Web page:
As part of the class-wide Water Bottle Rocket Design Challenge, freshmen gathered on the baseball field on Sept. 14 and 15 to test their rockets, hoping to develop skills in technical design and create a practical connection to their English 9 summer reading, “Rise of the Rocket Girls.”
“Any marginalized group or individual is not likely to get a fair share of recognition,” English teacher Lona Klein said. ”We wanted to switch to more characters and a wider perspective [and] look at early developments in math and science fields for a TJ summer reading. Hence, ‘Rise of the Rocket Girls.’”
The goal of the project was to launch a rocket approximately 40 feet into the air and have it land no more than two feet from its original position, all while cushioning an egg stored in the rocket’s compartment to keep it from shattering upon impact. Students tried to reach a compromise between firing the rocket as high as possible while also keeping it durable enough to protect the egg inside.
“My rocket is using bubble-wrap that our teacher gave us as a pillow, so that the egg won’t break,” freshman Gideon Fenster said. “We also chose some panels and fans out of the supplies we got assigned, since we figured we’d keep [the rocket] in the air, and a Pepsi bottle instead of a plastic water bottle so we could have more space for the egg.”
Others were more focused on keeping the rocket as high in the air as possible.
“My partner and I originally wanted to use a parachute, but then we decided to have styrofoam pieces instead,” freshman Eban Ebssa said. “They’re super light and let the rocket float a little in the sky, and they cushion the egg, too.”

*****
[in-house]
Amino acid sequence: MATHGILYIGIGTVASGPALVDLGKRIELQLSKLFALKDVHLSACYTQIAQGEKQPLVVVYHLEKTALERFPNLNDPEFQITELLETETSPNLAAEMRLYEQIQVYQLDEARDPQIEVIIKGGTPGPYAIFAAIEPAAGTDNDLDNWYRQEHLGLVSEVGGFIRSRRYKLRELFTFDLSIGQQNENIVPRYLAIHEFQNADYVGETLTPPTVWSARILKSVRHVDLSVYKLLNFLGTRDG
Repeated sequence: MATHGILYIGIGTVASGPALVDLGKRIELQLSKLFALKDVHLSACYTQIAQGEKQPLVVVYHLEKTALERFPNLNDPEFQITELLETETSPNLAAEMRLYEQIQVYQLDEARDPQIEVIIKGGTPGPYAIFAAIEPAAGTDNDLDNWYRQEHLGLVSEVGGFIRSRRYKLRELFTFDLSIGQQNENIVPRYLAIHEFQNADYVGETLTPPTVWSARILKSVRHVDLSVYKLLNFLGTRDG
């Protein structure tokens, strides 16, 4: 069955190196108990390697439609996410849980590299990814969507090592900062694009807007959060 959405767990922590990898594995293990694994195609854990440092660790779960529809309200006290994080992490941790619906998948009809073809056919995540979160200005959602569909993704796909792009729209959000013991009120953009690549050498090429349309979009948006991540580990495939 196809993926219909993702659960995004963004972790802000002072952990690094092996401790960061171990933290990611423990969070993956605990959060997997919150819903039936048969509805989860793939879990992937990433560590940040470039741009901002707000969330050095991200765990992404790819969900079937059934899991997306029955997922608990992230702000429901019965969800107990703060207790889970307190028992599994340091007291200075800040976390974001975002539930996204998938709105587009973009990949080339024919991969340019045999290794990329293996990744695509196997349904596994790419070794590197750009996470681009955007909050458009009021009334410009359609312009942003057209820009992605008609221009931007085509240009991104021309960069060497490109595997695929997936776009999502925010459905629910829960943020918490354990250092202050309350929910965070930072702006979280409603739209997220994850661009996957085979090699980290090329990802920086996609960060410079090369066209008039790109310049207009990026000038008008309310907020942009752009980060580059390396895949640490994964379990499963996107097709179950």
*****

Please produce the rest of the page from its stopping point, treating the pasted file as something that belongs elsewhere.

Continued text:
While observing their students’ work, Design and Technology teachers looked for creativity and practicality in design.
“The main picture is that we want them to go through the design process,” tech teacher Jared Seyler said. “It’s not even about the rocket’s flight as much, it’s about going through the process and seeing how [the students] approach improving their design and testing and prototyping their projects.”
Fenster, Ebssa, and teachers alike agreed on the difficulty of controlling the rocket while it remained in the air.
“The challenging part is to keep the rocket stable in flight and get it to do what we want after it’s up,” Seyler said.
The project sought to emulate the originality of the protagonists in Rise of the Rocket Girls. Not only did the experience help freshmen to gain a background for project design, it also required them to test their limits and create something new.
“We know about these women because they refused to accept the status quo—they did what they loved, career-wise, and they made some sacrifices to pursue fields that inspired them,” Klein said. “If you find a field of study that brings you joy, stick with it.”
The Water Bottle Rocket Design Challenge provided an opportunity for the class of 2021 to show what they’ve learned in tech class, and helped them start thinking about the future and how they want to utilize their knowledge and prototyping skills.
“We had plenty of liberty with the project,” Fenster said. “I’m just glad I could use what I’ve learned and do something with it.”